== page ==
1. Okay, Richard–but I didn’t ask for every Paris movie every made :-) Geez, in the book Paris Movie Walks we are informed that they make so many movies in Paris that you’d have to be watching about three a week to keep up. Now which is THE movie that shows us the essence of France??

  9. I have to agree with Rose — PARIS JE T’AIME is lovely. Not just because of the stories, but because each of the 18 shorts is set in a different arondissement of Paris. So while it’s not a travelogue, you see the city & life there as one seldom would as a visitor.

    And like Jessiev, I second the thanks — can’t wait to check out the other recommendations! Until my budget comes in line with my dreams, movies are the next best way to travel :)

    1. Yes, indeed. Thanks so much for all the suggestions. My Netflix list is not going to know what hit it! Looks like I’ll have plenty of content for the France on Friday posts for quite a while.

  10. I haven’t seen “Amelie” since it first came out – I need to add it to my Netflix queue to watch again! I remember it as very charming … I also liked Audrey Tautou in a very different French movie, “He Loves Me, He Loves Me Not.” It showed a relationship from her perspective then from his. Really good! http://www.imdb.com/title/tt0291579/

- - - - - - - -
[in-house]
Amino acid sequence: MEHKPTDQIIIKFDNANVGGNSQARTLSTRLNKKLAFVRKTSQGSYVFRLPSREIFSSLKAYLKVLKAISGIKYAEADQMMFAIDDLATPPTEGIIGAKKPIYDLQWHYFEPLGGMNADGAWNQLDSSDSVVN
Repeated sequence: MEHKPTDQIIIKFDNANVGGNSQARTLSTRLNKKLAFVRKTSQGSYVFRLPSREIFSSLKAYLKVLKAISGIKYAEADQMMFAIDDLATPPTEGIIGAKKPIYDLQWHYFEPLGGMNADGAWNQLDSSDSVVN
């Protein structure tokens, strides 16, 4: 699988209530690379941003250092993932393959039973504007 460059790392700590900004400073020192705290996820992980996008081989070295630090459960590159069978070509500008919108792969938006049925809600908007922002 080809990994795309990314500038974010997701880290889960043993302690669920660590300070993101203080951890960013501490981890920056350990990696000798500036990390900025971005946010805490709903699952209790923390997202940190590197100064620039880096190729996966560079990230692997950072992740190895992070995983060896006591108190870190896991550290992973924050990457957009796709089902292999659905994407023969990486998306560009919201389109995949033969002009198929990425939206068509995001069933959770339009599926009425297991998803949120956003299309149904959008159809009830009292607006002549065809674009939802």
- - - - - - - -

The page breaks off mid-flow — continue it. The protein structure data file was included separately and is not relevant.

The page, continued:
“French Kiss” with Kevin Kline and Meg Ryan is one of my favorites for Paris and French scenery. Kevin Kline was amazing as a scruffy Frenchman. The movie has a wonderful soundtrack, too.

  11. La femme Nikkita is an amazing film. It’s sort of a prequel to Leon, but was made before I think. My husband recommends Un Prophet. He reckons it the best film he’s ever seen, I haven’t seen it yet. It’s just been released on DVD here in Europe.

  12. My answer was going to be Amelie as well! My second favorite is Paris, je t’aime – a collection of love stories from around Paris. Le sigh.